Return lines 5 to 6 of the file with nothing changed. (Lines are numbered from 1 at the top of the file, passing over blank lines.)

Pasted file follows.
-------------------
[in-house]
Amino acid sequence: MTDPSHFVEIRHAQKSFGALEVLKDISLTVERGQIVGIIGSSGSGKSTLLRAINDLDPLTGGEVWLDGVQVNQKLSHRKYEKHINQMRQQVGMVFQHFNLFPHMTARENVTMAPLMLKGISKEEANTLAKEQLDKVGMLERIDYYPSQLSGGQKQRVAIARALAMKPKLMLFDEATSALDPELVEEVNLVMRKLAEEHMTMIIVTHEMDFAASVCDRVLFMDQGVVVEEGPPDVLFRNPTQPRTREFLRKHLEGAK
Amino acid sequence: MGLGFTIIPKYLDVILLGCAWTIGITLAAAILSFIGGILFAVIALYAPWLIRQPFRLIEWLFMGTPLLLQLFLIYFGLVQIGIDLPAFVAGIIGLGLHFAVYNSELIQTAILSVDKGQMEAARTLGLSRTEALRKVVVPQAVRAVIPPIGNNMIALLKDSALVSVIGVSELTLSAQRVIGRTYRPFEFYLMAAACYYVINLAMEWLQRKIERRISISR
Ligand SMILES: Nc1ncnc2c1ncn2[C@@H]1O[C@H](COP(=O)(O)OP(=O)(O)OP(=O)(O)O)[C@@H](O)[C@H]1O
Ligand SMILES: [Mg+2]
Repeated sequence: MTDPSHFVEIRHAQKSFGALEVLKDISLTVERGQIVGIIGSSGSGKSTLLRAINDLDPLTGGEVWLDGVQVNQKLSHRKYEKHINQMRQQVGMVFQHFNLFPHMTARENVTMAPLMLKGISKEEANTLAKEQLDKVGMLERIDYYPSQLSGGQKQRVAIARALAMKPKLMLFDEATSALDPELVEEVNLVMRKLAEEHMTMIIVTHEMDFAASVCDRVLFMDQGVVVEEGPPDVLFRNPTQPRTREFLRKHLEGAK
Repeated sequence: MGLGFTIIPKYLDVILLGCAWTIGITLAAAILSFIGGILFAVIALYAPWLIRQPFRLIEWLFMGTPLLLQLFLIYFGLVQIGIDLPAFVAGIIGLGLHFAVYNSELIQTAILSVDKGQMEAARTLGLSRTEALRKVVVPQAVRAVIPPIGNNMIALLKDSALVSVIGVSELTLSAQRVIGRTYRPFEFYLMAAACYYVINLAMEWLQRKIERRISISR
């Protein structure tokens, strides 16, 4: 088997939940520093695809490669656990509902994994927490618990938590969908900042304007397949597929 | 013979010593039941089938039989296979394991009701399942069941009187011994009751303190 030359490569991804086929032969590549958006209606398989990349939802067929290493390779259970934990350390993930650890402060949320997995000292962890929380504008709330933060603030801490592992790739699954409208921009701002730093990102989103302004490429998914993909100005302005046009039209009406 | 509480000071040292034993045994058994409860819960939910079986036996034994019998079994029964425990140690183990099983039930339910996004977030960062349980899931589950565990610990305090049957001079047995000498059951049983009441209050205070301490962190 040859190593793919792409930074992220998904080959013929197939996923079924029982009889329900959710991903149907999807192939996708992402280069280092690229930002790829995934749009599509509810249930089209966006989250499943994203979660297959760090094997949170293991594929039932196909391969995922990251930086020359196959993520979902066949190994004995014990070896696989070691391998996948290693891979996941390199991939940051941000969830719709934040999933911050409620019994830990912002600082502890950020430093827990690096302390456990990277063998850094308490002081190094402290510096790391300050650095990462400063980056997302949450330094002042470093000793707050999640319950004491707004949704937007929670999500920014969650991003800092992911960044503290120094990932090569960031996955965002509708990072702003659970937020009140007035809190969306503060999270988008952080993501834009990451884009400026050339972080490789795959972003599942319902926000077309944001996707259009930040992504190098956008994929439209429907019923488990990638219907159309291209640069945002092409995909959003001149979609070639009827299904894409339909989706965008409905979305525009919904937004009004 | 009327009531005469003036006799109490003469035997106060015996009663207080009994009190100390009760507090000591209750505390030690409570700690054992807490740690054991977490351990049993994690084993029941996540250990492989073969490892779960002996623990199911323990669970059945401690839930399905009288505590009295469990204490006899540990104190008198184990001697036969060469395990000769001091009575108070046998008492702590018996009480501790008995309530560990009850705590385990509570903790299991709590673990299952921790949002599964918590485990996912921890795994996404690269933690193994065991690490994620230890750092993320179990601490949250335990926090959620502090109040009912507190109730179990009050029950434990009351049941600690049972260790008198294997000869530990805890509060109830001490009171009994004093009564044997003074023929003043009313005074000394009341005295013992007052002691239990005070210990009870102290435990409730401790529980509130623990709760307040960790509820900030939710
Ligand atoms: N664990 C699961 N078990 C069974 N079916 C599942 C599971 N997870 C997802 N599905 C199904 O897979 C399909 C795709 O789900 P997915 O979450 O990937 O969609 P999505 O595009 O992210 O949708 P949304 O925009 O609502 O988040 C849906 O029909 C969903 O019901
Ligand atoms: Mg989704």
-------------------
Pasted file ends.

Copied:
Ligand SMILES: [Mg+2]
Repeated sequence: MTDPSHFVEIRHAQKSFGALEVLKDISLTVERGQIVGIIGSSGSGKSTLLRAINDLDPLTGGEVWLDGVQVNQKLSHRKYEKHINQMRQQVGMVFQHFNLFPHMTARENVTMAPLMLKGISKEEANTLAKEQLDKVGMLERIDYYPSQLSGGQKQRVAIARALAMKPKLMLFDEATSALDPELVEEVNLVMRKLAEEHMTMIIVTHEMDFAASVCDRVLFMDQGVVVEEGPPDVLFRNPTQPRTREFLRKHLEGAK